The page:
Winner of the Nobel Prize in Physics John Michael Kosterlitz poses at Aalto University in Espoo, on October 4, 2016 One of the British scientists who won the Nobel Prize for Physics Tuesday said he was ”pleased as punch” and celebrated with a sushi lunch and a glass of wine. Michael Kosterlitz, a professor of physics at Brown University, Rhode Island and currently a visiting scholar in Finland, said he found out that he had won while in a ”rather noisy underground car park.”
”I was rather surprised to get the message from my wife,” the modest academic told a news conference at Brown via video link from Helsinki. He then promptly left the parking lot.
”I went upstairs and had a sushi lunch with a glass of wine.”
Kosterlitz shared the prize with fellow British scientists David Thouless and Duncan Haldane who like him are all based at universities in America.
They were awarded the prize for their study of ”strange states” of matter, which may one day yield superfast computers.
”I’m pleased as punch about the whole thing,” said Kosterlitz, who was born in Aberdeen, Scotland and completed his university education in Britain.
He and his wife celebrated with dinner and ”a nice bottle of wine” at a restaurant, where to his ”surprise and somewhat embarrassment” he was recognized. ”Being famous has its draw backs,” Kosterlitz joked. British-born scientist F. Duncan Haldane speaks to guests during a press conference after winning the Nobel Physics Prize 2016 for revealing the secrets of exotic matter in Princeton, New Jersey, on October 4, 2016 ”It all feels a little bit unreal right now. Maybe a good night’s sleep will allow things to sink in,” he said. ”I feel like I’ve entered an alternate universe where reality has taken a long vacation.”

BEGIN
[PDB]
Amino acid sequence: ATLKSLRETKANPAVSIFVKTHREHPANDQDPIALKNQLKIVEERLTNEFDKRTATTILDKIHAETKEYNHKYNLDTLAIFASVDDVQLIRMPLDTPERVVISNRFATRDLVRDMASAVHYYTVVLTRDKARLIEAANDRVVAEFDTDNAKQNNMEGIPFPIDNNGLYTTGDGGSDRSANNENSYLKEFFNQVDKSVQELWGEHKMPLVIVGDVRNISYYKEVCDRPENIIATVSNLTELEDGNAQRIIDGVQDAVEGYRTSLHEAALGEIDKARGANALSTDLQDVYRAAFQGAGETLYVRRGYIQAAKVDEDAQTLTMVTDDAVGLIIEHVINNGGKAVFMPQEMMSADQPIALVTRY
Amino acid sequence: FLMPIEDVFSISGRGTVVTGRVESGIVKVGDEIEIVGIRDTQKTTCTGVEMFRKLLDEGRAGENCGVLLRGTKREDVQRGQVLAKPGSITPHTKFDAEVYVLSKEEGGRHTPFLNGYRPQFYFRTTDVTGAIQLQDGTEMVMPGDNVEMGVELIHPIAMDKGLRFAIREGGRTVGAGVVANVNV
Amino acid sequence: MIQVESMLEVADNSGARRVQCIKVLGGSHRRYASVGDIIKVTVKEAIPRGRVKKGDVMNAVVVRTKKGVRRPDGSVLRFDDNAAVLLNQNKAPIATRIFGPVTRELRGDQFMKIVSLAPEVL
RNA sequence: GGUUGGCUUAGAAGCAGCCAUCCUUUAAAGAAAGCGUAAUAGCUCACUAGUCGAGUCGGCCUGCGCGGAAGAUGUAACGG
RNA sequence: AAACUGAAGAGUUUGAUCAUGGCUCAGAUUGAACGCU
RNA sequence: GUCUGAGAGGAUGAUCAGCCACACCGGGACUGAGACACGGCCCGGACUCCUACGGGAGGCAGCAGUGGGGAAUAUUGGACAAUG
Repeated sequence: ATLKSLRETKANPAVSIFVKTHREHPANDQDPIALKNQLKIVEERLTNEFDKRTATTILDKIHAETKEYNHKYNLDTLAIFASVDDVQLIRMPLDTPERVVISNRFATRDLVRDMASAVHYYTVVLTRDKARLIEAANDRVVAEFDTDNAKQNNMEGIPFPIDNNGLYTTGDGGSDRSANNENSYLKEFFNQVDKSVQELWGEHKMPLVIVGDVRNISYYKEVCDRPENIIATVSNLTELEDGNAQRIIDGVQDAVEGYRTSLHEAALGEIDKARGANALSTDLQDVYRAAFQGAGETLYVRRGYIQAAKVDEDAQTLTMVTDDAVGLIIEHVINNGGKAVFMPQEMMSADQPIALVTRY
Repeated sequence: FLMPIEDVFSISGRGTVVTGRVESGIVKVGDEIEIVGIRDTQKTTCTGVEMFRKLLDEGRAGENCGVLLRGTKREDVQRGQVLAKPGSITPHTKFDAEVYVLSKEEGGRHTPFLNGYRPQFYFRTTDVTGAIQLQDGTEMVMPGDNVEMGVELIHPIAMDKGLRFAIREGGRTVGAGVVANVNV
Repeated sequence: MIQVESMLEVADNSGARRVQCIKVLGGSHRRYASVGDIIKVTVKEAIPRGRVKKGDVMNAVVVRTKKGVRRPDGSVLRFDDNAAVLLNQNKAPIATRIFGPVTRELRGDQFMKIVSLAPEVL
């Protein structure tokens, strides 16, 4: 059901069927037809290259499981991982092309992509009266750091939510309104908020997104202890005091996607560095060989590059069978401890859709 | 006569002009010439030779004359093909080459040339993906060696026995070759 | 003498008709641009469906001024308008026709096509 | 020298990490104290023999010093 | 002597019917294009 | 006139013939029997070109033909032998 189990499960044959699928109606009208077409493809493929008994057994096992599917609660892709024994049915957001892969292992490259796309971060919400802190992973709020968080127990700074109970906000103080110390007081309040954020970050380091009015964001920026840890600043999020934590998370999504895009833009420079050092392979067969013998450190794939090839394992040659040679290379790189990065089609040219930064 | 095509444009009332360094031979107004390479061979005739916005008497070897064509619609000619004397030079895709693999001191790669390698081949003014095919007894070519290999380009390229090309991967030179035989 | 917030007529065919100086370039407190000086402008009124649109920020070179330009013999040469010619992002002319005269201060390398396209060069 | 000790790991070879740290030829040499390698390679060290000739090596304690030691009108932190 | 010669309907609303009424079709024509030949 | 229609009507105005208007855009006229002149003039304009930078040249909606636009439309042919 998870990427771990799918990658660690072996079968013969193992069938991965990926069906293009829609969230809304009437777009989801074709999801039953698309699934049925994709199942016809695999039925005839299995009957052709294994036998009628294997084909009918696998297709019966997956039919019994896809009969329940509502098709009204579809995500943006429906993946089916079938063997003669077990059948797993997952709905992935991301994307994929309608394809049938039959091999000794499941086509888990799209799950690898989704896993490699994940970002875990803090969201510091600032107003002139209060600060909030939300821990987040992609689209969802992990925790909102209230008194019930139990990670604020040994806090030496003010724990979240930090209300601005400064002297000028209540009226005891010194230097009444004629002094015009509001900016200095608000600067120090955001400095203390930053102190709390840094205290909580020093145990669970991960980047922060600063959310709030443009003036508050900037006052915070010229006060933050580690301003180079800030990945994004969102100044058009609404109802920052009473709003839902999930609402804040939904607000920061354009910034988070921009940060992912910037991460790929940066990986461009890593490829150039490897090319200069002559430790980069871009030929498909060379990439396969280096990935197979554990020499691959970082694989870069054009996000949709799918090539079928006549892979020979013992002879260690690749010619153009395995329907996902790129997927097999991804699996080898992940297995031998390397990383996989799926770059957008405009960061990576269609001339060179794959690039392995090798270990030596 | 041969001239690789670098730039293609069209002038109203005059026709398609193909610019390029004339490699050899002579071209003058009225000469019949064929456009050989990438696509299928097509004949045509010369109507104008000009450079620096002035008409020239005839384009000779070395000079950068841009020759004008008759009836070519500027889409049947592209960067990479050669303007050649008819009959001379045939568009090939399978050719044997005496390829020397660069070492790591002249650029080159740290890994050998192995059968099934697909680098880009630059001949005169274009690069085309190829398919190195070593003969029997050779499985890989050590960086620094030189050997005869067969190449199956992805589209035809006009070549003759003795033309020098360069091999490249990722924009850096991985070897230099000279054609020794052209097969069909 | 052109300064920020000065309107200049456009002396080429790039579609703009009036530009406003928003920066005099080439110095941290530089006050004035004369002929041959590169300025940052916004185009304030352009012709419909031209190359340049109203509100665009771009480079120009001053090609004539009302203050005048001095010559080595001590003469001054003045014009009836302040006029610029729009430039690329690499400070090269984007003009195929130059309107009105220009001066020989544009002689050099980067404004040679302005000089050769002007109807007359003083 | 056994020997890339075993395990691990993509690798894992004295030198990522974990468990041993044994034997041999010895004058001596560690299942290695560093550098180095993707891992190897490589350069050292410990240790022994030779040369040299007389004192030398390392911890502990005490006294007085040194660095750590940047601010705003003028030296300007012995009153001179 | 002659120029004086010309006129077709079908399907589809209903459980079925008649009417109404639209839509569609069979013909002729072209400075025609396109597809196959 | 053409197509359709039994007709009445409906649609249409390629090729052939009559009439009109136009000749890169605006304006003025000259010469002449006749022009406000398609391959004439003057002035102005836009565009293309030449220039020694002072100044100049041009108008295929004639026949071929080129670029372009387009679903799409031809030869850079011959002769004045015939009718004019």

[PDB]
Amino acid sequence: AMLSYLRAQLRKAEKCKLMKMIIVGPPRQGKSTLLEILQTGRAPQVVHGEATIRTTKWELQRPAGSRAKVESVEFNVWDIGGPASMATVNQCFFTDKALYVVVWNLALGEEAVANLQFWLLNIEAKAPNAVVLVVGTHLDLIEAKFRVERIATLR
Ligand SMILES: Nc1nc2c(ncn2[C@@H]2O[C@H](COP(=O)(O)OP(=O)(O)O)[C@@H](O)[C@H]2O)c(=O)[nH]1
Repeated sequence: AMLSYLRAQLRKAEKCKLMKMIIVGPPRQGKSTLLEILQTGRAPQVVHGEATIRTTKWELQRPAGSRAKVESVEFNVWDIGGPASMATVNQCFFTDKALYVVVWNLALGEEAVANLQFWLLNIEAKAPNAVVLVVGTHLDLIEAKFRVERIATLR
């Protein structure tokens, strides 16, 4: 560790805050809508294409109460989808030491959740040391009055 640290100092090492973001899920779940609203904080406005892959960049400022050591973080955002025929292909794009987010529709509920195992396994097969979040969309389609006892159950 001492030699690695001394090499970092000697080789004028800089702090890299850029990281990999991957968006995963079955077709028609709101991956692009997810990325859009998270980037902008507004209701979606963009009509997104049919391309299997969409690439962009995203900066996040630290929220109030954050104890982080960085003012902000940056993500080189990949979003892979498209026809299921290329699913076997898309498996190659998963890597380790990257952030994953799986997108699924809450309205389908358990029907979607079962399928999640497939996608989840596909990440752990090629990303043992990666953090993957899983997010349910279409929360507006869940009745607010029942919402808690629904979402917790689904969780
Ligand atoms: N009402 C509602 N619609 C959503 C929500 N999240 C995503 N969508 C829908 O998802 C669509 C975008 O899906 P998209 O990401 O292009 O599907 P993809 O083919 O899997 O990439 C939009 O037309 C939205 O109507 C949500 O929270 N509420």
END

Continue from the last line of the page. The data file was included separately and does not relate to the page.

When he first came to the work that won him the Nobel, as a post-doctoral student, he said he had a ”lot of fun” in tackling the theoretical problem, describing his priorities at the time as mountaineering, physics and family in that order.
”There was no pressure and I could think about weird and wonderful things at leisure and it turned out that it worked,” he said.
Apart from joking he could now ”pay off some debts,” Kosterlitz said life would go on as normal.
He advised students to pursue a career in physics if they were fascinated by the subject, and urged them to have fun. ”The only trouble with going for a career in physics is that the pay is lousy,” he quipped.
”You’re better off becoming a trader in the stock market or something like that but if you want intellectual satisfaction it is a pretty good subject.”
”You may or may not be successful but without loving your subject you’ll never be successful and even if you do love it, the probability is you won’t be successful,” he said to laughter.
The only problem now, he quipped, was working out how to get to and from Stockholm for the prize giving in December from South Korea, for which he has only a single-entry visa for a three-month working visit over the winter.
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© 2016 AFP